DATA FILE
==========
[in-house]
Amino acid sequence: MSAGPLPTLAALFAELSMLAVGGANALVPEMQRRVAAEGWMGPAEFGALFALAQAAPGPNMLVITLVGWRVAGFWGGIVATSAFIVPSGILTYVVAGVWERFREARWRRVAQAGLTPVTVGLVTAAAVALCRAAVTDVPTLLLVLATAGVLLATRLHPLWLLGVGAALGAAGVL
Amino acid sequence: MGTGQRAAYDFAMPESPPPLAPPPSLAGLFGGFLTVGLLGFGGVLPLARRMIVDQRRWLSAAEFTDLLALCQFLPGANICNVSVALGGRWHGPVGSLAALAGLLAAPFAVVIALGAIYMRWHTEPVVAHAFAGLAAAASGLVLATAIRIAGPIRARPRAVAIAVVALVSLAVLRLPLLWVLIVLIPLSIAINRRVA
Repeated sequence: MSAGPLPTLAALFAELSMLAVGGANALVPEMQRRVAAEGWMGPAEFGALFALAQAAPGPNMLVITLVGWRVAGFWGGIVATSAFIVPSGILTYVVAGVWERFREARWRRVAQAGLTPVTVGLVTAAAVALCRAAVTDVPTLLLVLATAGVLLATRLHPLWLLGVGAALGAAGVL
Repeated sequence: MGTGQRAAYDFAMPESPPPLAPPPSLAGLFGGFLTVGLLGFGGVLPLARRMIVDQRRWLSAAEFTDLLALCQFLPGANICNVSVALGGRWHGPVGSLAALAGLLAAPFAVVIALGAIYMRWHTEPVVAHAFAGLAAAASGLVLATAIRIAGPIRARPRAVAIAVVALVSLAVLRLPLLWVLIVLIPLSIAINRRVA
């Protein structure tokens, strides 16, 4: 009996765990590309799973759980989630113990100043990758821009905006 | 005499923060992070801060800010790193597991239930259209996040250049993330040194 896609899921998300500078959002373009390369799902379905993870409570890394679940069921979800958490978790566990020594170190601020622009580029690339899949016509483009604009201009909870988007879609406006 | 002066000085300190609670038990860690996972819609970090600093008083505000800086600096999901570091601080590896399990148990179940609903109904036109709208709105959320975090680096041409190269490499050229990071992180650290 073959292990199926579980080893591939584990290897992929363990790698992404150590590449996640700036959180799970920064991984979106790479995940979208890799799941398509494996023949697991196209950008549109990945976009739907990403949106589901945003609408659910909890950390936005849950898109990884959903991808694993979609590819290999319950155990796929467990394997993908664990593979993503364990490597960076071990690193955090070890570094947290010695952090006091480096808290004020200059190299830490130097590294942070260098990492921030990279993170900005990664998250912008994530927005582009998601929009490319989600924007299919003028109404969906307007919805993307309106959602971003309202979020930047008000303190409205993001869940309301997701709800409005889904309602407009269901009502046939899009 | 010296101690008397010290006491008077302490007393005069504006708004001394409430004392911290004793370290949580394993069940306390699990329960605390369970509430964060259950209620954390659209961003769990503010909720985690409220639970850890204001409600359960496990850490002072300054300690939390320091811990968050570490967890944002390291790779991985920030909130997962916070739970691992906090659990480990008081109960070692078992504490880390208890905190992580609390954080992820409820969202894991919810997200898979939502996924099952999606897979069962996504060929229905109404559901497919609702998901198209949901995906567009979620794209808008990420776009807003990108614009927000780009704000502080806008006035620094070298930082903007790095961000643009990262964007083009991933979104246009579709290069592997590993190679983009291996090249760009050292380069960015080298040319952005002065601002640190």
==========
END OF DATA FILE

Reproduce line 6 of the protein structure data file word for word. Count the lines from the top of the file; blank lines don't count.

């Protein structure tokens, strides 16, 4: 009996765990590309799973759980989630113990100043990758821009905006 | 005499923060992070801060800010790193597991239930259209996040250049993330040194 896609899921998300500078959002373009390369799902379905993870409570890394679940069921979800958490978790566990020594170190601020622009580029690339899949016509483009604009201009909870988007879609406006 | 002066000085300190609670038990860690996972819609970090600093008083505000800086600096999901570091601080590896399990148990179940609903109904036109709208709105959320975090680096041409190269490499050229990071992180650290 073959292990199926579980080893591939584990290897992929363990790698992404150590590449996640700036959180799970920064991984979106790479995940979208890799799941398509494996023949697991196209950008549109990945976009739907990403949106589901945003609408659910909890950390936005849950898109990884959903991808694993979609590819290999319950155990796929467990394997993908664990593979993503364990490597960076071990690193955090070890570094947290010695952090006091480096808290004020200059190299830490130097590294942070260098990492921030990279993170900005990664998250912008994530927005582009998601929009490319989600924007299919003028109404969906307007919805993307309106959602971003309202979020930047008000303190409205993001869940309301997701709800409005889904309602407009269901009502046939899009 | 010296101690008397010290006491008077302490007393005069504006708004001394409430004392911290004793370290949580394993069940306390699990329960605390369970509430964060259950209620954390659209961003769990503010909720985690409220639970850890204001409600359960496990850490002072300054300690939390320091811990968050570490967890944002390291790779991985920030909130997962916070739970691992906090659990480990008081109960070692078992504490880390208890905190992580609390954080992820409820969202894991919810997200898979939502996924099952999606897979069962996504060929229905109404559901497919609702998901198209949901995906567009979620794209808008990420776009807003990108614009927000780009704000502080806008006035620094070298930082903007790095961000643009990262964007083009991933979104246009579709290069592997590993190679983009291996090249760009050292380069960015080298040319952005002065601002640190």